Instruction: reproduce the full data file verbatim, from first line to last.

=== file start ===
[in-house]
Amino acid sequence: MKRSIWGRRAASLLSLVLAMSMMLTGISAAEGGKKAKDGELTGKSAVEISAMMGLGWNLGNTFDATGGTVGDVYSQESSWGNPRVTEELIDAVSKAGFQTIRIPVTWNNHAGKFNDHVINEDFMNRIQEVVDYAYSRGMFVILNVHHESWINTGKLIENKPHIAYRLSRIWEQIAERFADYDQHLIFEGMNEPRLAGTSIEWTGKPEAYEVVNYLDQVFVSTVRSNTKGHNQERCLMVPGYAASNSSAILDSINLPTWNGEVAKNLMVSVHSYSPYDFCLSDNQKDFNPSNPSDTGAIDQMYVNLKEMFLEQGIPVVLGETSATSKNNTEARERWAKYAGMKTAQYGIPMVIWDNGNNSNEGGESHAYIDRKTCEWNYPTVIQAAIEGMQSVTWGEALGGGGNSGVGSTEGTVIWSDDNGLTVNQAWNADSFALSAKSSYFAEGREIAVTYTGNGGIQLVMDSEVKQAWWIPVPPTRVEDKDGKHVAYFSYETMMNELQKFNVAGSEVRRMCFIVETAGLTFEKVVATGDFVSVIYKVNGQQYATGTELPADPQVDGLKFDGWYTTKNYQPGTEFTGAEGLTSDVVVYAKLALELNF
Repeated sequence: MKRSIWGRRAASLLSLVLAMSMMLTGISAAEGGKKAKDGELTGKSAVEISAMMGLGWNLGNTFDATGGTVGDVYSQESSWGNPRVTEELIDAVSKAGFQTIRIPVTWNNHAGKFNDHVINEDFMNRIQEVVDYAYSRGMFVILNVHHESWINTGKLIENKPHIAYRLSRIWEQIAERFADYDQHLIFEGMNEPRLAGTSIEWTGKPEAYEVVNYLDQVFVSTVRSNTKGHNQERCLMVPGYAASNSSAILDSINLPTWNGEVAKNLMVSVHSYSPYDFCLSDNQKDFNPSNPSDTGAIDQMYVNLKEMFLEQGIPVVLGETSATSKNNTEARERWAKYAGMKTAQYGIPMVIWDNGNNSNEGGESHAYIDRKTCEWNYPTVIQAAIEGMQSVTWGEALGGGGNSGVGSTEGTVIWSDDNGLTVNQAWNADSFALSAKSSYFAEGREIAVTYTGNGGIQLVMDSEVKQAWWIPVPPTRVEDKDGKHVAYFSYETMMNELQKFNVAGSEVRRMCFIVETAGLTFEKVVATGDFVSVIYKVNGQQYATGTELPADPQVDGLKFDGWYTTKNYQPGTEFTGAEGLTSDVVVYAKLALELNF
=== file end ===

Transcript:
[in-house]
Amino acid sequence: MKRSIWGRRAASLLSLVLAMSMMLTGISAAEGGKKAKDGELTGKSAVEISAMMGLGWNLGNTFDATGGTVGDVYSQESSWGNPRVTEELIDAVSKAGFQTIRIPVTWNNHAGKFNDHVINEDFMNRIQEVVDYAYSRGMFVILNVHHESWINTGKLIENKPHIAYRLSRIWEQIAERFADYDQHLIFEGMNEPRLAGTSIEWTGKPEAYEVVNYLDQVFVSTVRSNTKGHNQERCLMVPGYAASNSSAILDSINLPTWNGEVAKNLMVSVHSYSPYDFCLSDNQKDFNPSNPSDTGAIDQMYVNLKEMFLEQGIPVVLGETSATSKNNTEARERWAKYAGMKTAQYGIPMVIWDNGNNSNEGGESHAYIDRKTCEWNYPTVIQAAIEGMQSVTWGEALGGGGNSGVGSTEGTVIWSDDNGLTVNQAWNADSFALSAKSSYFAEGREIAVTYTGNGGIQLVMDSEVKQAWWIPVPPTRVEDKDGKHVAYFSYETMMNELQKFNVAGSEVRRMCFIVETAGLTFEKVVATGDFVSVIYKVNGQQYATGTELPADPQVDGLKFDGWYTTKNYQPGTEFTGAEGLTSDVVVYAKLALELNF
Repeated sequence: MKRSIWGRRAASLLSLVLAMSMMLTGISAAEGGKKAKDGELTGKSAVEISAMMGLGWNLGNTFDATGGTVGDVYSQESSWGNPRVTEELIDAVSKAGFQTIRIPVTWNNHAGKFNDHVINEDFMNRIQEVVDYAYSRGMFVILNVHHESWINTGKLIENKPHIAYRLSRIWEQIAERFADYDQHLIFEGMNEPRLAGTSIEWTGKPEAYEVVNYLDQVFVSTVRSNTKGHNQERCLMVPGYAASNSSAILDSINLPTWNGEVAKNLMVSVHSYSPYDFCLSDNQKDFNPSNPSDTGAIDQMYVNLKEMFLEQGIPVVLGETSATSKNNTEARERWAKYAGMKTAQYGIPMVIWDNGNNSNEGGESHAYIDRKTCEWNYPTVIQAAIEGMQSVTWGEALGGGGNSGVGSTEGTVIWSDDNGLTVNQAWNADSFALSAKSSYFAEGREIAVTYTGNGGIQLVMDSEVKQAWWIPVPPTRVEDKDGKHVAYFSYETMMNELQKFNVAGSEVRRMCFIVETAGLTFEKVVATGDFVSVIYKVNGQQYATGTELPADPQVDGLKFDGWYTTKNYQPGTEFTGAEGLTSDVVVYAKLALELNF